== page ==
SOCHI: An emotional closing ceremony at Russia’s first Winter Olympics painted the hosts in soft colors, in contrast to the muscular, assertive spectacle that kicked off the Games, and there was even room for a joke at the home nation’s expense.
The show at the Fisht Stadium on the Black Sea coast opened with a volley of fireworks and a boat suspended high in the air above waves formed by lines of hundreds of dancers in shimmering costumes.
They began to form the five rings of the Olympic symbol, but, in a reference to an embarrassing technical hitch during the opening ceremony when one failed to open, only four circles appeared.
After laughs and loud applause from the audience, the fifth ring eventually opened, and the mood was immediately more playful than an opening spectacle which had sought to portray Russia as a strong nation with nothing to fear.
“They are two very complementary shows,” said Marco Balich, artistic executive producer of the ceremony, before it began.
“As grand as the opening was, with this one they went for another side of Russia – intimate, full of heart, and they (organisers) mentioned the word ‘nostalgia’,” he told Reuters.
It was as if Russia no longer had so much to prove.
“This is the new face of Russia, our Russia,” Dmitry Chernyshenko, president of the Sochi organising committee, said during his farewell speech.
The sense of national pride at a team of athletes that topped the medals table after a “super Sunday” fairytale ending to the Games was palpable, as huge roars erupted for the Russian team as they paraded past the crowds.
“Well done!” chanted tens of thousands of Russians as Alexander Legkov, Maxim Vylegzhanin and Ilia Chernousov received their gold, silver and bronze medals won in a clean sweep of the men’s 50km cross country ski race earlier in the day.
Alexander Zubkov also led his team to glory in Sunday’s four-man bobsleigh, leaving Russia top of the medals table with 13 golds and 33 medals in all.
After a rousing rendition of the national anthem by a choir of hundreds of children, the ceremony took viewers on a journey through Russia’s rich heritage of visual arts, music, literature and dance.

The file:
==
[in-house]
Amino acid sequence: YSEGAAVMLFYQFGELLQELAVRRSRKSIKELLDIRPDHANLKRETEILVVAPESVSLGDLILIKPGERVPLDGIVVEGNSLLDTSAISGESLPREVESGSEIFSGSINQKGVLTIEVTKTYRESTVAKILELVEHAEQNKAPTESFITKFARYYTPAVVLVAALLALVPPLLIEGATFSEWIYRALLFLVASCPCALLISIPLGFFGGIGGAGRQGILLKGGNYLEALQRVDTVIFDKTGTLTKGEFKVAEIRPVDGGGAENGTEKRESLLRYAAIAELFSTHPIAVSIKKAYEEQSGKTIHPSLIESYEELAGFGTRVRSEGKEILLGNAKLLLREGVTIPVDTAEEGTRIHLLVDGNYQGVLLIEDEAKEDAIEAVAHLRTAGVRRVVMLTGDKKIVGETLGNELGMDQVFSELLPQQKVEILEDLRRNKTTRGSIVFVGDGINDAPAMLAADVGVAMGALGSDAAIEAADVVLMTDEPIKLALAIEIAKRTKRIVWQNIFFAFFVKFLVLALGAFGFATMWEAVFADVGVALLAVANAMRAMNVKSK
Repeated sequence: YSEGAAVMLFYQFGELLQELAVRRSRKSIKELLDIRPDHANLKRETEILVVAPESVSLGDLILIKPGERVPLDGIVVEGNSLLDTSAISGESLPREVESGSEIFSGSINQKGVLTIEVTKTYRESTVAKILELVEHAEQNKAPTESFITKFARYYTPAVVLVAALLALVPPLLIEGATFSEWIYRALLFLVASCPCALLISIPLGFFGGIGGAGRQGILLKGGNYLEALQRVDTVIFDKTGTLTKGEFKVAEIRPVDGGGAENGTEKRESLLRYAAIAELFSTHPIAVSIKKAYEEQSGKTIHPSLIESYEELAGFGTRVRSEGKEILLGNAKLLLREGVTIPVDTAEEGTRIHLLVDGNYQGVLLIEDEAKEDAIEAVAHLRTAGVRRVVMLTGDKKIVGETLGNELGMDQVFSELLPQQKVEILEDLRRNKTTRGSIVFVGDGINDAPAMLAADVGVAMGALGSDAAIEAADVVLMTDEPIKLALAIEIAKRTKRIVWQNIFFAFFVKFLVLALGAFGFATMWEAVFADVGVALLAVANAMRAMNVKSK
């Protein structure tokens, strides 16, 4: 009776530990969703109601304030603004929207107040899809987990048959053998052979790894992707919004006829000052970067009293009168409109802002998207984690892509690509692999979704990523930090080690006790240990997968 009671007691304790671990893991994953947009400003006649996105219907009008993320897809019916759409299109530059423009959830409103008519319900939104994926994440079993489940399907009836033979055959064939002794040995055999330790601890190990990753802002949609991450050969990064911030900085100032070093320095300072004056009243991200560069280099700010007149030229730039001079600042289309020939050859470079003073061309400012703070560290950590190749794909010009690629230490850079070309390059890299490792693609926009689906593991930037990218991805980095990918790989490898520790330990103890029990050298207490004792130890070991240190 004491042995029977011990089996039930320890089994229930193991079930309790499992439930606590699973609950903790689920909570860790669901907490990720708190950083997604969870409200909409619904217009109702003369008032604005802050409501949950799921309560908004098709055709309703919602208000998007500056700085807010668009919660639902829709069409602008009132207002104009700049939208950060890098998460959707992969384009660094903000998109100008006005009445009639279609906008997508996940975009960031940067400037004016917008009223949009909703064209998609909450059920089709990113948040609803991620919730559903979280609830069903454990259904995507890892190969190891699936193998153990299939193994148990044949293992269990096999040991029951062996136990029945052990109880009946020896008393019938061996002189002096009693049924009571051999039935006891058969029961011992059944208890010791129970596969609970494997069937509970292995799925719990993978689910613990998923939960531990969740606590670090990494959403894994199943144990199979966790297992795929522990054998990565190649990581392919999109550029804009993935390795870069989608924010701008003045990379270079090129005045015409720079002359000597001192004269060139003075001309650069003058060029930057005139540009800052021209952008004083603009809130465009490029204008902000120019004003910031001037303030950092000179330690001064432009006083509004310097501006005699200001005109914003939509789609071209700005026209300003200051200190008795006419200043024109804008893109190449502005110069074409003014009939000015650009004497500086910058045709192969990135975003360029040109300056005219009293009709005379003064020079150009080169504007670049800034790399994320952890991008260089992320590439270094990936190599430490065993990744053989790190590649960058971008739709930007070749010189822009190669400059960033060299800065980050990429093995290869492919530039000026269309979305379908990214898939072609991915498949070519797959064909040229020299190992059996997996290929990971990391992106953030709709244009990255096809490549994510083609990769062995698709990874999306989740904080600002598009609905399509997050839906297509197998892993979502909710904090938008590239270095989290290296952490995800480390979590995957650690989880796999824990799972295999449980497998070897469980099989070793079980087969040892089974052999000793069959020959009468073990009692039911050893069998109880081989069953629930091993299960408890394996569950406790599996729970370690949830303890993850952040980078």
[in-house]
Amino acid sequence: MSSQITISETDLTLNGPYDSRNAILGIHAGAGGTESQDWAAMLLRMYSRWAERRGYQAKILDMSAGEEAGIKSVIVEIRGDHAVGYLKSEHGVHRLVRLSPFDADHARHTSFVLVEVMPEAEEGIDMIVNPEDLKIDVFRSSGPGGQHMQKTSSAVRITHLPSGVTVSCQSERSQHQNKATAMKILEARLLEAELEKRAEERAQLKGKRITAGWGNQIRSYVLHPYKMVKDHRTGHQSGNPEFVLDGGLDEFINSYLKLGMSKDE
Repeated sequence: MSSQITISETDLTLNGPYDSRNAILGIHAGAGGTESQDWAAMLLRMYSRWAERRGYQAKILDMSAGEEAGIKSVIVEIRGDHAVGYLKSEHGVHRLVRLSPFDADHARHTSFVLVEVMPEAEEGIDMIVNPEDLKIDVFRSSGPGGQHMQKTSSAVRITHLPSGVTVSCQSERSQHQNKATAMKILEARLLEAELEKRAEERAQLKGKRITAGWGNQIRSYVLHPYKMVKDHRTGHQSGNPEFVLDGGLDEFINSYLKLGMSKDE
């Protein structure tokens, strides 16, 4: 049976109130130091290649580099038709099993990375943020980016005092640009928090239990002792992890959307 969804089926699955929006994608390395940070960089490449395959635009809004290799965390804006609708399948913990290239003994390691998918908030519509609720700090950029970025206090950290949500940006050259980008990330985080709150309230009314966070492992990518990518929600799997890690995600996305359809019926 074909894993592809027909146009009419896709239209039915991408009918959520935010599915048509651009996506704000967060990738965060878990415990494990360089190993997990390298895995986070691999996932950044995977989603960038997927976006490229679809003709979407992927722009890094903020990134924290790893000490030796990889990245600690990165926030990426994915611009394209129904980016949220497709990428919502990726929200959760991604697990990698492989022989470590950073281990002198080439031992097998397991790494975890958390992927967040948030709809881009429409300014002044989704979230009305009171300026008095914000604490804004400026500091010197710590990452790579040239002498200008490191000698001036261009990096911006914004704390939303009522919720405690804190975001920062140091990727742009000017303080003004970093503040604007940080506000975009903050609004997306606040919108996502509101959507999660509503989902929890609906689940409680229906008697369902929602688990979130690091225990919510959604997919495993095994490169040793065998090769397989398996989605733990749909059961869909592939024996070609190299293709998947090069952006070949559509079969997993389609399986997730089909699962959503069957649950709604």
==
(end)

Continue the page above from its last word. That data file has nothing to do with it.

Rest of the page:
First there were floating houses and mysterious figures inspired by the paintings of Marc Chagall.
Then came pianist Denis Matsuev to play Rachmaninoff’s “Piano Concert No. 2” as dozens of pianos were wheeled on to the floor around him in a carefully choreographed sequence that was captured best by the television cameras.
Next, beneath a huge chandelier, two theatre curtains drew back and dancers from the two rival ballet companies – the Bolshoi of Moscow and Mariinsky of St. Petersburg – emerged to perform some of the great dances of the genre.
In the fourth segment dedicated to literature, dissident author Alexander Solzhenitsyn was remembered alongside Alexander Pushkin, Fyodor Dostoyevsky and many other leading writers in another gargantuan display, this time recreating a library.
And, before the handover to South Korea’s 2018 Winter Games host city Pyeongchang began, there was an ode to Russia’s circus tradition, with a big top going up and clowns and acrobats dancing, jumping and twirling in trapezes.
BIGGEST CLOSING SHOW
It will come as no surprise that Sochi’s was the biggest Winter Olympics closing ceremony ever staged, according to organisers, a fitting send-off for a Games estimated to have cost $51 billion to stage – far more than any other Games Winter or Summer.
The feel-good factor the athletes have created has gone a long way to dispelling criticism during the buildup to the Games of Russia’s human rights record, allegations of corruption and profligacy and the threat of Islamist militant attack.
Voices of dissent have been heard, but they have largely been drowned out by sporting endeavour on ice and snow in Sochi’s futuristic Olympic Park and amid the peaks of the Caucasus.
International Olympic Committee President Thomas Bach gave Russia a resounding vote of confidence in his closing address.
“Tonight we can say: Russia delivered all what it had promised,” he said. “What took decades in other parts of the world was achieved here in Sochi in just seven years.”
Addressing the army of volunteers who helped guide athletes, reporters and visitors to their destinations, he said:
“Through you, everybody with an open mind could see the face of a new Russia: efficient and friendly, patriotic and open to the world. We arrived with great respect for the rich and varied history of Russia. We leave as friends of the Russian people.”
After Bach formally declared the Sochi Games closed, three giant mascots of the Games – a bear, a snow leopard and a hare – appeared and the bear blew out the Olympic flame.
A thousand children from the Pan-Russian Choir performed in a rousing finale symbolising the arrival spring, before choreographed fireworks exploded from the roof of the stadium.